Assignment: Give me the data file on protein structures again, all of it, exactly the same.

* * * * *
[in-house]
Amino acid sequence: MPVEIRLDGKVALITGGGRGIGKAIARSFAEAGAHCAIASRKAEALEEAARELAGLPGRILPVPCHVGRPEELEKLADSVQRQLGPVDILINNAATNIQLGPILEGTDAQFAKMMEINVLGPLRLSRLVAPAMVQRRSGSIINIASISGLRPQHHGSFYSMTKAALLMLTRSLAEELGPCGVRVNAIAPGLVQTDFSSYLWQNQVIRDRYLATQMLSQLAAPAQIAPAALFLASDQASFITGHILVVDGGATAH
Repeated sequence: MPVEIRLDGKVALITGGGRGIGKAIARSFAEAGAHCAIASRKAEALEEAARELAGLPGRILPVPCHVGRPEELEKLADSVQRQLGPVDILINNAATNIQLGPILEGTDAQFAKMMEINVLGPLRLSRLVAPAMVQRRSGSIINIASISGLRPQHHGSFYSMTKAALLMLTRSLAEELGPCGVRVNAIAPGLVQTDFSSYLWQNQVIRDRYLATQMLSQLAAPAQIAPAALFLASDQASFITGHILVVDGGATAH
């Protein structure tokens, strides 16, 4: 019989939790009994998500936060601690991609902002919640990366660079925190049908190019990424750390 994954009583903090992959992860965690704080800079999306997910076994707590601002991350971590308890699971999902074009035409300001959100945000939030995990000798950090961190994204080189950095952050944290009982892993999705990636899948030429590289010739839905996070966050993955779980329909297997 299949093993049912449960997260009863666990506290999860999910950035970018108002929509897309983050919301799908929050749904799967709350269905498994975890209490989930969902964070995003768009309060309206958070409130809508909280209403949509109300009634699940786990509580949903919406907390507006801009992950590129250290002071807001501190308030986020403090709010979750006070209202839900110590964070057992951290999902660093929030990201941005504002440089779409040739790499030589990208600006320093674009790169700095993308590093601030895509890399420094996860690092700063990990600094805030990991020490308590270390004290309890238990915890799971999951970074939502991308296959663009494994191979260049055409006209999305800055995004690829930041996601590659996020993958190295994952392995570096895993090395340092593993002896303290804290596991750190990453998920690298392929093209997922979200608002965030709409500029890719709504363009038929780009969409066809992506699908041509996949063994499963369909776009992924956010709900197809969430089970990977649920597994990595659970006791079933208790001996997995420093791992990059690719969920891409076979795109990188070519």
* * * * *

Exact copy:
[in-house]
Amino acid sequence: MPVEIRLDGKVALITGGGRGIGKAIARSFAEAGAHCAIASRKAEALEEAARELAGLPGRILPVPCHVGRPEELEKLADSVQRQLGPVDILINNAATNIQLGPILEGTDAQFAKMMEINVLGPLRLSRLVAPAMVQRRSGSIINIASISGLRPQHHGSFYSMTKAALLMLTRSLAEELGPCGVRVNAIAPGLVQTDFSSYLWQNQVIRDRYLATQMLSQLAAPAQIAPAALFLASDQASFITGHILVVDGGATAH
Repeated sequence: MPVEIRLDGKVALITGGGRGIGKAIARSFAEAGAHCAIASRKAEALEEAARELAGLPGRILPVPCHVGRPEELEKLADSVQRQLGPVDILINNAATNIQLGPILEGTDAQFAKMMEINVLGPLRLSRLVAPAMVQRRSGSIINIASISGLRPQHHGSFYSMTKAALLMLTRSLAEELGPCGVRVNAIAPGLVQTDFSSYLWQNQVIRDRYLATQMLSQLAAPAQIAPAALFLASDQASFITGHILVVDGGATAH
């Protein structure tokens, strides 16, 4: 019989939790009994998500936060601690991609902002919640990366660079925190049908190019990424750390 994954009583903090992959992860965690704080800079999306997910076994707590601002991350971590308890699971999902074009035409300001959100945000939030995990000798950090961190994204080189950095952050944290009982892993999705990636899948030429590289010739839905996070966050993955779980329909297997 299949093993049912449960997260009863666990506290999860999910950035970018108002929509897309983050919301799908929050749904799967709350269905498994975890209490989930969902964070995003768009309060309206958070409130809508909280209403949509109300009634699940786990509580949903919406907390507006801009992950590129250290002071807001501190308030986020403090709010979750006070209202839900110590964070057992951290999902660093929030990201941005504002440089779409040739790499030589990208600006320093674009790169700095993308590093601030895509890399420094996860690092700063990990600094805030990991020490308590270390004290309890238990915890799971999951970074939502991308296959663009494994191979260049055409006209999305800055995004690829930041996601590659996020993958190295994952392995570096895993090395340092593993002896303290804290596991750190990453998920690298392929093209997922979200608002965030709409500029890719709504363009038929780009969409066809992506699908041509996949063994499963369909776009992924956010709900197809969430089970990977649920597994990595659970006791079933208790001996997995420093791992990059690719969920891409076979795109990188070519």